The Altar

by George Herbert


Original Language English

A broken ALTAR, Lord, thy servant rears,
Made of a heart, and cemented with tears:
Whose parts are as thy hand did frame;
No workman's tool hath touched the same.
A HEART alone
Is such a stone,
As nothing but
Thy pow'r doth cut.
Wherefore each part
Of my hard heart
Meets in this frame,
To praise thy name.
That if I chance to hold my peace,
These stones to praise thee may not cease.
O let thy blessed SACRIFICE be mine,
And sanctify this ALTAR to be thine.

-- from Metaphysical Poetry: (Penguin Classics), Edited by Colin Burrow

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Commentary by Ivan M. Granger

Notice first how the poem itself is an altar. The lines of the poem are constructed in the shape of a table or an altar.

If you really read this poem, however, it becomes obvious that the altar here is more than physical. Herbert is not writing about a table of wood or stone in a church. Herbert's altar is spiritual. It is the heart.

But to be a true altar, the heart must be carved and shaped. "A heart alone / Is such a stone..." The hard, stoney heart must be "cut" by the "pow'r" of God -- it must be shaped, formed, opened up. The pieces are cut, but then re-formed, brought together into a new wholeness. "Wherefore each part / Of my hard heart / Meets in this frame..."

This new heart is a different thing because it is now connected to all beings, to all of creation, and, of course, to God. Unlike the heart of stone, the new heart is no longer "alone." The stone of the heart, touched and formed, comes alive. Such hearts speak. "These stones to praise thee may not cease." Like the stones mentioned by Jesus in the Christian Gospels, awakened hearts sing out.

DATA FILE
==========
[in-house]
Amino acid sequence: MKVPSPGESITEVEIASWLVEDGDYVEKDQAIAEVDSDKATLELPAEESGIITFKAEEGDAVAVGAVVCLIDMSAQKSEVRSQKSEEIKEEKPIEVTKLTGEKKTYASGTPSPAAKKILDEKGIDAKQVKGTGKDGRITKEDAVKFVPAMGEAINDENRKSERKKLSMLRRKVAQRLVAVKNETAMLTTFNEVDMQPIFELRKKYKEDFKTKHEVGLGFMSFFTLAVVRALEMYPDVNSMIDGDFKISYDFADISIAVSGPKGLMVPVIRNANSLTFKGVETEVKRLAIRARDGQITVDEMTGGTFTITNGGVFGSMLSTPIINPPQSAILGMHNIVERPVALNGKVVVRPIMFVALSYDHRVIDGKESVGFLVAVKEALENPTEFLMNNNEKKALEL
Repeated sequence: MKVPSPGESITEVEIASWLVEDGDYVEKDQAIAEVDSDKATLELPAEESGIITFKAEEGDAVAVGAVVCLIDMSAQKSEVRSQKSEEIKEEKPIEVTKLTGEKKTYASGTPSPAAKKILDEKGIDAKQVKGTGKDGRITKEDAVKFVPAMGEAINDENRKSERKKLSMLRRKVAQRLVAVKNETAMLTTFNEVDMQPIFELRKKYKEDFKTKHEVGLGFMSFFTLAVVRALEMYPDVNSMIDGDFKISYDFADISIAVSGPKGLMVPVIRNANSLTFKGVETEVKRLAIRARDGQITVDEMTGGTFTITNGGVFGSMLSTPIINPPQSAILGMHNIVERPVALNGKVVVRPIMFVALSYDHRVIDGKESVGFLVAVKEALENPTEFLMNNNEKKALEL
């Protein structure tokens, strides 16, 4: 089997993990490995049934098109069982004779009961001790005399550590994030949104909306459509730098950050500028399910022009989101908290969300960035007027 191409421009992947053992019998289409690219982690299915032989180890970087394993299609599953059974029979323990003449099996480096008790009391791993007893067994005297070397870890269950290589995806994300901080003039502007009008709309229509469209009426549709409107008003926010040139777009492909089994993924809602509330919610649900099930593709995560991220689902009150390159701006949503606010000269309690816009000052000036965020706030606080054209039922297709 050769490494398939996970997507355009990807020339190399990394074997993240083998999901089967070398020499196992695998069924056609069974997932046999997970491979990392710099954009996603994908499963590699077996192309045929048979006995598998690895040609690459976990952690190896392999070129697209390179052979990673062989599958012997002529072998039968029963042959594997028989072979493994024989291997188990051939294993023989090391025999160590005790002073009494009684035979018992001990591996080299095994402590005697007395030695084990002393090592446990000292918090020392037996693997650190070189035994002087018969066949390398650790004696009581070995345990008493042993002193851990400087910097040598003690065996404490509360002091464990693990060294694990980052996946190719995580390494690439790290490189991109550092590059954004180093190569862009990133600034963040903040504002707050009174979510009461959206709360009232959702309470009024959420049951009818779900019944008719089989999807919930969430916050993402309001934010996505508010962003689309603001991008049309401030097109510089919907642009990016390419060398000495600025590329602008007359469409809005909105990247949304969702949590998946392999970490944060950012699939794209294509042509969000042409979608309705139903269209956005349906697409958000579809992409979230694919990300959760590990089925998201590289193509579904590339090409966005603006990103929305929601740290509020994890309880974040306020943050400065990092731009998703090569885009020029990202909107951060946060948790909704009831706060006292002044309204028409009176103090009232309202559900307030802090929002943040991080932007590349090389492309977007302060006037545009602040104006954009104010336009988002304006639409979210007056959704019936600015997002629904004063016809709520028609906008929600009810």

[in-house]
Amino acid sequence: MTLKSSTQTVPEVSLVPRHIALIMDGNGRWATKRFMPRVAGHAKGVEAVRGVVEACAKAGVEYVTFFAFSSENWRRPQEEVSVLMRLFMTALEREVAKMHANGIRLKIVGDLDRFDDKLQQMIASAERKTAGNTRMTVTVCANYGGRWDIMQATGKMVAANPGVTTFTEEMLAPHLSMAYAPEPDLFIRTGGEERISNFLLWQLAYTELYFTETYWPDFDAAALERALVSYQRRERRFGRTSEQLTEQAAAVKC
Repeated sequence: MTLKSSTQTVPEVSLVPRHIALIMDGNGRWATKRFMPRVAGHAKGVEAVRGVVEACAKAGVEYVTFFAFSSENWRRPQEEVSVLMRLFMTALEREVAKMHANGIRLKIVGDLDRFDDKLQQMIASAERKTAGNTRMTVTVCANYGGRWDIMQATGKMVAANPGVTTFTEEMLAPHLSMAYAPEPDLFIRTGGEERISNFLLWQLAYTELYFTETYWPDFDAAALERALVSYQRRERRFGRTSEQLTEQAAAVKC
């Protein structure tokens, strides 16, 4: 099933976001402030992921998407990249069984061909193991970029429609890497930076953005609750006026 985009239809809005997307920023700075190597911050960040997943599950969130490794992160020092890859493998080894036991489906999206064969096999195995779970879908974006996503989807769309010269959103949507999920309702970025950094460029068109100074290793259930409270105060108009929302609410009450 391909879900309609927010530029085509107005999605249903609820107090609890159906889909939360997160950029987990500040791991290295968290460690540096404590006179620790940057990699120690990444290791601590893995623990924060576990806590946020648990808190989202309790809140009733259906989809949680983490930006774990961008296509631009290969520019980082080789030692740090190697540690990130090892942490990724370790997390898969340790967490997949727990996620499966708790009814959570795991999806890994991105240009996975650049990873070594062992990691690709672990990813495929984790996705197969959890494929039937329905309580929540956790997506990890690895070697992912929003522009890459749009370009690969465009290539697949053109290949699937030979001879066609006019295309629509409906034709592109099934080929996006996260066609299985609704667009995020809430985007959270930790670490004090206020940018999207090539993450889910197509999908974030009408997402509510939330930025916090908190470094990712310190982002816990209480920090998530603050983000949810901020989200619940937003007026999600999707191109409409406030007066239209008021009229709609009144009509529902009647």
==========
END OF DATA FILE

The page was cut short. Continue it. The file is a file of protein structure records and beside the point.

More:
Finally, to be properly consecrated as a fit table for worship, a sacrifice must occur. When the heart yields to the shaping and transformative touch of the Divine, you can say that a sort of death occurs. It is the death of selfish will, the death of numbness and retraction in the stone heart. When the heart is "cut" it finally opens. The open heart feels. And the open heart bleeds. It is the blood of this compassionate awareness that is the heart's "sacrifice," anointing it, awakening it, and consecrating it. That is what truly transforms the heart into an altar.



Recommended Books: George Herbert

The Enlightened Heart: An Anthology of Sacred Poetry The Oxford Book of Mystical Verse George Herbert: The Country Parson and the Temple Metaphysical Poetry: (Penguin Classics) George Herbert: The Complete English Poems
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The Altar